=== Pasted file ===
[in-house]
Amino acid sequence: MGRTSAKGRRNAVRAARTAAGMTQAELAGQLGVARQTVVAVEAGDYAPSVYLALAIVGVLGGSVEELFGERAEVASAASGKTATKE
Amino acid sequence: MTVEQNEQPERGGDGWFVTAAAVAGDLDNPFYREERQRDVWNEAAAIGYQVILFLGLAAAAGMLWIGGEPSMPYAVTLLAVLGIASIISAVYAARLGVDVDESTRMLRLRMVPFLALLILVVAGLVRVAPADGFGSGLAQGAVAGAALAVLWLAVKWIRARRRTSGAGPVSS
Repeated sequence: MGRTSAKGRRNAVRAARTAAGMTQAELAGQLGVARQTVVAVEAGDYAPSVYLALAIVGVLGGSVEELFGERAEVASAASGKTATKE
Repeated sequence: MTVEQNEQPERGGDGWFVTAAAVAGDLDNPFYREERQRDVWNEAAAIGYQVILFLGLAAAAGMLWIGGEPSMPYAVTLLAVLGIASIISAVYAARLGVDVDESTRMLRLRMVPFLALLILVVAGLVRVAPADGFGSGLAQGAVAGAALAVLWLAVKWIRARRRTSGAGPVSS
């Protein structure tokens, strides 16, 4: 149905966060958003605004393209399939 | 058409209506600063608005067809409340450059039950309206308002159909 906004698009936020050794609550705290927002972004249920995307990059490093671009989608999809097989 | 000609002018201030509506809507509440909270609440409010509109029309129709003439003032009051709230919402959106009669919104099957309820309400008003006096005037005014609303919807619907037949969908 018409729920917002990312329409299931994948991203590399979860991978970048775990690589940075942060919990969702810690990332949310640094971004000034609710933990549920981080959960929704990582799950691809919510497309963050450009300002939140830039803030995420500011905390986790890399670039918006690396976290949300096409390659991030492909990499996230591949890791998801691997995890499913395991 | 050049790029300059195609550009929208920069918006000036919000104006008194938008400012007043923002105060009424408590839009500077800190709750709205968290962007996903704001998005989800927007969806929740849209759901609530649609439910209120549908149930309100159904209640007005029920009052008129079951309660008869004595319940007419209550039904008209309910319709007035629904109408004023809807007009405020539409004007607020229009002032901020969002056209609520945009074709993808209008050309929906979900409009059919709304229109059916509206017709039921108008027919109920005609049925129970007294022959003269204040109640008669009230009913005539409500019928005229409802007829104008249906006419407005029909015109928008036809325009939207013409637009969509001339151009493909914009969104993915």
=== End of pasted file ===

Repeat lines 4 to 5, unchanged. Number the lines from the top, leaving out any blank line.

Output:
Repeated sequence: MGRTSAKGRRNAVRAARTAAGMTQAELAGQLGVARQTVVAVEAGDYAPSVYLALAIVGVLGGSVEELFGERAEVASAASGKTATKE
Repeated sequence: MTVEQNEQPERGGDGWFVTAAAVAGDLDNPFYREERQRDVWNEAAAIGYQVILFLGLAAAAGMLWIGGEPSMPYAVTLLAVLGIASIISAVYAARLGVDVDESTRMLRLRMVPFLALLILVVAGLVRVAPADGFGSGLAQGAVAGAALAVLWLAVKWIRARRRTSGAGPVSS